According to certain aspects of the illuminated window assemblies 100a, 100b and 100c, one or more edges of the light-diffusing element 30 can be configured with highly reflective, specular surfaces, coatings or treatments in a direction or directions facing one or more LED source or sources 40. That is, edges of the light-diffusing element 30 facing an LED source or sources 40 can be configured with these reflective surfaces or treatments to ensure that light loss of incident light 42 from the LED source or sources 40 is minimized through theses edges to further maximize the intensity and uniformity of the scattered light pattern 44.

Other embodiments of the window assemblies 100a, 100b and 100c are configured with various positional relationships between the LED source or sources 40 and the edges of the light-diffusing element 30. Depending on the type of LED source employed for the LED source or sources 40, the incident light 42 can vary in terms of its spread or beam angle. Preferably, the distance between the LED source or sources 40 is minimized to ensure that all or most of the incident light 42 enters the light-diffusing element 40 with minimal loss above and/or below the element 30. Nevertheless, other embodiments of the assemblies 100a, 100b and 100c can be configured with a finite spacing between the LED source or sources 40 and edges of the light-diffusing element 30 to minimize internal reflection of the incident light 42 off of the interior-facing surface 24 of the light barrier 20 to reduce light loss (and thus increase efficiency).

It should also be understood that illuminated window assemblies 100a, 100b and 100c depicted in FIGS. 2, 2A, 3, 3A, 4 and 4A can be controlled with various schemes and arrangements as understood by those in the operative field. For example, the LED source or sources 40 of these assemblies can be coupled to a power source, controller and switch (not shown). As desired, an occupant of a vehicle 1 containing any of these assemblies can activate the switch to an “ON” position to cause the LED source or sources 40 to direct incident light 42 within the assembly that ultimately emanates from the assembly as a scattered light pattern 44 within the vehicle. When no illumination is desired, the occupant can then move the switch to an “OFF” position to cease transmission of incident light 42 from the LED source or sources 40 within the assembly. In this state, the window assembly can then transmit light through the substrate 10, light-barrier 20 and light-diffusing element 30, depending on the application employing the assembly (e.g., sun roof 200, rear passenger side window 300, etc.).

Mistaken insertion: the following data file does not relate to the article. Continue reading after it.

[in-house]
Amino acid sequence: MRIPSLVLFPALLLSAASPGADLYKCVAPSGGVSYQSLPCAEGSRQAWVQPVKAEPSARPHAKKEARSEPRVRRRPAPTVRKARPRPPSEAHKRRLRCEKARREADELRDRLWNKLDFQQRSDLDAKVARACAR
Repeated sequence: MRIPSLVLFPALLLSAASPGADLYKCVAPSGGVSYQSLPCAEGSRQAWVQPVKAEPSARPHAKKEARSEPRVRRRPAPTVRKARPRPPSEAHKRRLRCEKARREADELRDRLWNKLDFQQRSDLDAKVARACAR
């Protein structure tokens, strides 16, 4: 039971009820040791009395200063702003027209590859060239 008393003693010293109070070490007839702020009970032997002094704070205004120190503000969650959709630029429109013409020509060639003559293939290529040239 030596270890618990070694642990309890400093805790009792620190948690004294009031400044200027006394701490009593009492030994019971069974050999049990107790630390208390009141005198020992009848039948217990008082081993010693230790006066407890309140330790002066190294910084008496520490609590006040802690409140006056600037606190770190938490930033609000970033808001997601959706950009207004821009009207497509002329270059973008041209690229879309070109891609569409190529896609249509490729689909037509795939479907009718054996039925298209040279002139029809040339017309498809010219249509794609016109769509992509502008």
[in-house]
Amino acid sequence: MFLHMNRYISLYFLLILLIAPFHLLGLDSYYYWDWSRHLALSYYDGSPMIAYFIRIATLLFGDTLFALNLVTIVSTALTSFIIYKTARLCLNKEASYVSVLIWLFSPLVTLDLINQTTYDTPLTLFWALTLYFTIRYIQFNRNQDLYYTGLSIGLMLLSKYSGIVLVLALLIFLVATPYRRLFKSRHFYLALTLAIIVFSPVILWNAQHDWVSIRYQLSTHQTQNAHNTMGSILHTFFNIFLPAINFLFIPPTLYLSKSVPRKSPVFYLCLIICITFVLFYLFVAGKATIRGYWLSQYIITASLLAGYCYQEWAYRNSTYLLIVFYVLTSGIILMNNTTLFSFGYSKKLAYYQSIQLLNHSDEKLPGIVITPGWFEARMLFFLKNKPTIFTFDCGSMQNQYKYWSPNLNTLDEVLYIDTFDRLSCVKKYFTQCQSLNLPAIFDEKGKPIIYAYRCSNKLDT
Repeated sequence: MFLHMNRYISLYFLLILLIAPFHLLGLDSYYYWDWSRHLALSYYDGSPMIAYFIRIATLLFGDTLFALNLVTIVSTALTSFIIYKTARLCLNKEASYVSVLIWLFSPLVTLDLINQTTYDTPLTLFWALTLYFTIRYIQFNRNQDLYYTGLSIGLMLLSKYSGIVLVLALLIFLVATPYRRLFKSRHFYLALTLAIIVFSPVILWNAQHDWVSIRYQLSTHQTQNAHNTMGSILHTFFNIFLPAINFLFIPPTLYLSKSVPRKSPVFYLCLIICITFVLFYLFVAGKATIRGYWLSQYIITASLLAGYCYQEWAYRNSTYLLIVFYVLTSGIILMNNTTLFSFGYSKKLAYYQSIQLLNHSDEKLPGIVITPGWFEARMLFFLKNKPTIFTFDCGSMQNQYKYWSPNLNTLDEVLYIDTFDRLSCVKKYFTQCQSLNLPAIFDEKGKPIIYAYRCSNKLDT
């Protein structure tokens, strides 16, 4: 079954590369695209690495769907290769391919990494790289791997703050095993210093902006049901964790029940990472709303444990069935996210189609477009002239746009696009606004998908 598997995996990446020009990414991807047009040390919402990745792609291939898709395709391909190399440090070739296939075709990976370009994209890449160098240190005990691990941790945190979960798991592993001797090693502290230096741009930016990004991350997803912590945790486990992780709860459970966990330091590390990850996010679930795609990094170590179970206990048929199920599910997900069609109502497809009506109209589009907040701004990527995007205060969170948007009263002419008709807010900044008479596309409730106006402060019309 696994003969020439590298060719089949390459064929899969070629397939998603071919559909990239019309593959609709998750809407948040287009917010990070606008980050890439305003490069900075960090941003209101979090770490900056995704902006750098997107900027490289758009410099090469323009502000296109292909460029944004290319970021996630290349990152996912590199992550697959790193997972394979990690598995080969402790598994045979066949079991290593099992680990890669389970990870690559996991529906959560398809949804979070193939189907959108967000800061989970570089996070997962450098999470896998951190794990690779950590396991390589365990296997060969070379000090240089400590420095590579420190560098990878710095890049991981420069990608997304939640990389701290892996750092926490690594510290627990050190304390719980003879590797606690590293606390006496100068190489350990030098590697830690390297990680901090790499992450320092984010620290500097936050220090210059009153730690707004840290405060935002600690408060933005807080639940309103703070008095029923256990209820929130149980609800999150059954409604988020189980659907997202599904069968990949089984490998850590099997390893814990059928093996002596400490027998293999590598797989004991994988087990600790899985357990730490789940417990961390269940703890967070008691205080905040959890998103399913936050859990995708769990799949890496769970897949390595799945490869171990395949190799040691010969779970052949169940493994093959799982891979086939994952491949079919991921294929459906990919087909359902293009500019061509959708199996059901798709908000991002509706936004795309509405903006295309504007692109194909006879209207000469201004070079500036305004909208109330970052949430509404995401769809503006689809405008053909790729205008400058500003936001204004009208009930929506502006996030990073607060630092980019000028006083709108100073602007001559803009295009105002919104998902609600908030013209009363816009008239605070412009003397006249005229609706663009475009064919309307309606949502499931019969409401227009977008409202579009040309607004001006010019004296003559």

Referring again to illuminated window assemblies 100a, 100b and 100c, these assemblies can be fabricated according to various methods and sequences. In one exemplary method, a light barrier (e.g., a vacuum-metallized film from Kurz serving as a light barrier 20) is formed with a vacuum metallization process within a mold, and then a light-diffusing element (e.g., a light-diffusing element 30 fabricated from an ACRYLITE® LED film) is insert-molded onto the barrier. The light barrier/light-diffusing element sandwich is then joined to a substrate (e.g., a glass substrate 10 suitable for an automobile window) with a spray adhesive (e.g., 3M™ Optically Clear Adhesive 8172). After the substrate, light barrier and light-diffusing element are joined, an optical protective coating (e.g., a silane-based optical, scratch-resistant coating or film) can be applied to the interior-facing side of the light-diffusing element. Next, the substrate, light barrier and light-diffusing element can be sealed at the edges of the assembly with a silicone overmold or other type of sealing material. Upon completion of the sealing step, the completed illuminated window assembly 100a, 100b or 100c can be installed into a structure, vehicle or other device, depending on its intended application.

Certain recitations contained herein refer to a component being “configured” or “adapted to” function in a particular way. In this respect, such a component is “configured” or “adapted to” embody a particular property, or function in a particular manner, where such recitations are structural recitations as opposed to recitations of intended use. More specifically, the references herein to the manner in which a component is “configured” or “adapted to” denotes an existing physical condition of the component and, as such, is to be taken as a definite recitation of the structural characteristics of the component.

Variations and modifications can be made to the aforementioned structure without departing from the concepts of the present invention. For example, the illuminated assemblies of the disclosure are not limited to window applications. These assemblies could be installed within a panel or roof feature of a vehicle with the substrate 10 fabricated from the same materials or elements serving as the panel or roof. That is, the assemblies could be fabricated and joined within a roof panel or side panel section of the vehicle. Such assemblies can produce a desirable scattered light pattern 44 in a smaller depth footprint than many conventional interior, vehicle lights (e.g., incandescent-based dome and courtesy lights). Such embodiments, and other embodiments understood by those with skill in the field within the scope of the disclosure, are intended to be covered by the following claims unless these claims by their language expressly state otherwise.

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Citation

Patents Cited in This Cited by
Title Current Assignee Application Date Publication Date
Illumination device 3M INNOVATIVE PROPERTIES COMPANY 01 August 2007 08 October 2009
Laminated glass and structural glass with integrated lighting, sensors and electronics E.I. DU PONT DE NEMOURS AND COMPANY 05 August 2003 23 September 2004
Methods of making laminated LED array and/or products including the same GUARDIAN GLASS, LLC. 04 October 2012 10 April 2014
Lichtdach für Kraftfahrzeuge zur Aufhellung des Fahrzeug-Innenraums DAIMLER CHRYSLER AG,DE 22 September 2003 27 May 2004
Daylight reflecting artificial light VKR HOLDING A/S 11 June 2007 16 May 2012
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US10150352 Illuminated window assemblies light-diffusing 1 US10150352 Illuminated window assemblies light-diffusing 2 US10150352 Illuminated window assemblies light-diffusing 3